Ofcom reveals 397,000 payday lending adverts, such as those from Wonga, were shown in 2012 (Photo: Reuters)
Payday lending commercials have rocketed by 64% from 2011 to 2012 after companies, such as Wonga, peddled out 397,000 adverts last year.
According to the latest data by Ofcom, which is based on analysis of Barb viewing data over five years from 2008 to 2012, payday loan adverts have risen from 17,000 in 2009 to almost 400,000 over the last three years.
The data shows that the 2012 adverts were seen by adult viewers a total of 7.5 billion times compared to 12 million times in 2008. This equates to every UK adult seeing a payday loan advert on average 152 times last year.
Ofcom revealed that the target audience were likely to be the unemployed as last year, more than half (55%) of all payday loans adverts on TV were broadcast in the daytime schedule between 9:30am and 4:59pm.
Cracking Down on Payday Lending
At the end of November, UK Chancellor George Osborne revealed that capping payday loan costs is "the logical step" and that the level of the cap will be decided by the Financial Conduct Authority (FCA).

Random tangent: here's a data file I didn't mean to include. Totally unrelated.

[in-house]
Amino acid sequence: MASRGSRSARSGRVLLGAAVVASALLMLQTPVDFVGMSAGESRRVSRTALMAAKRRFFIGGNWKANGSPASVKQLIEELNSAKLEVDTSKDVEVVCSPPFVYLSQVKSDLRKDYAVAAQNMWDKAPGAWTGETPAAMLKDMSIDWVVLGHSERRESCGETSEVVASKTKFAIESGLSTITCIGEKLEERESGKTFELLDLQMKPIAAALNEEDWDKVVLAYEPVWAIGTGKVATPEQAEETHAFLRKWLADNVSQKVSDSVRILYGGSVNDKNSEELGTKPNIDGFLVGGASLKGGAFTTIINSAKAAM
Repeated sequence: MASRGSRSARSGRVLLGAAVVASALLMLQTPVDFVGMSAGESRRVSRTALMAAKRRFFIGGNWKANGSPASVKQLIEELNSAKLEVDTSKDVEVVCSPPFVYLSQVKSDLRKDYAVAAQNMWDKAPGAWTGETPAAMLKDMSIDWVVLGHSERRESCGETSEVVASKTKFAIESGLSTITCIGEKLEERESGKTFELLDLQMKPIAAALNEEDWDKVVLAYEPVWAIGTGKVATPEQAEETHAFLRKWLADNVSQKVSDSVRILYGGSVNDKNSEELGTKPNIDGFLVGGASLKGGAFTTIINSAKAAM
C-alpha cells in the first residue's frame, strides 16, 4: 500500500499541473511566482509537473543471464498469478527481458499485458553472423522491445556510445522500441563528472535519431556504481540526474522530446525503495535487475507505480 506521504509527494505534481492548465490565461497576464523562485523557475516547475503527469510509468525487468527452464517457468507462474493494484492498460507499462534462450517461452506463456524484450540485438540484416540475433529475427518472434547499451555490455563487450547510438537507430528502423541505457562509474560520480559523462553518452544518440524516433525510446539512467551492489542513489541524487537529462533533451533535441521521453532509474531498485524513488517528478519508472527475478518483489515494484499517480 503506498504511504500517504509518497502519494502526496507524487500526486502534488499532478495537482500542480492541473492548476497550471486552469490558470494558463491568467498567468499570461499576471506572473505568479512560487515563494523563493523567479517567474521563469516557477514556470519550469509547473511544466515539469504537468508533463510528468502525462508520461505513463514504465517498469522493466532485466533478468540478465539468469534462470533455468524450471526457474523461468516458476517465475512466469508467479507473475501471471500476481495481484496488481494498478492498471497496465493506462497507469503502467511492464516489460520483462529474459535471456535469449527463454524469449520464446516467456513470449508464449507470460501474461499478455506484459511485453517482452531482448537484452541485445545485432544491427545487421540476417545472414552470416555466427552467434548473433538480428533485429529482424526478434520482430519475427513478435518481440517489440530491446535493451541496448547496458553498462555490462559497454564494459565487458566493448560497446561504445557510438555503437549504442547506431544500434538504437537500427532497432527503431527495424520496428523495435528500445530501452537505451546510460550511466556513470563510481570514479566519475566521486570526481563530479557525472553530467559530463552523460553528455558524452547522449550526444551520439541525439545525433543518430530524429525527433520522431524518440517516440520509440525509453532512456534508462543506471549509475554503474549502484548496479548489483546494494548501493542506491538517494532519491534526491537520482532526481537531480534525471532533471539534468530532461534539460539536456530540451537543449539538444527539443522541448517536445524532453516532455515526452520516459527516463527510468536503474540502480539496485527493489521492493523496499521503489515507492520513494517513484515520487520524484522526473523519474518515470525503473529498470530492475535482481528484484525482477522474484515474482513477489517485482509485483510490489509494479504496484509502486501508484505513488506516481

"We've taken steps to control things like the roll over of those loans and I think the next logical step is to cap the overall cost of credit," added Osborne.
"It's working in other countries, it helps hard-working people, and in fixing the banks we need to make sure we fix all parts of the banking and financial system and payday lending is part of it."
The FCA's final determination will be included in the Banking Reform Bill.
The FCA has already said it plans to possibly ban advertising and how quickly loans can be made by payday lenders, as part of its crackdown on the industry, which lawmakers have described as 'preying on the vulnerable'.
The UK payday lending sector is worth £2bn ($3bn, €2.3bn) in the UK. Its value has doubled since 2008/2009.
Current figures show that this corresponds to between 7.4 and 8.2 million new loans.
Despite these loans being described as one-off short term loans, costing an average £25 per £100 for 30 days, up to half of payday lenders' revenue comes from loans that are rolled over or refinanced.
Interest rates on the short term loans can reach highly inflated levels.
One of the UK's largest payday loan companies, Wonga, has recently bumped up its representative APR of 5,853% on its website.
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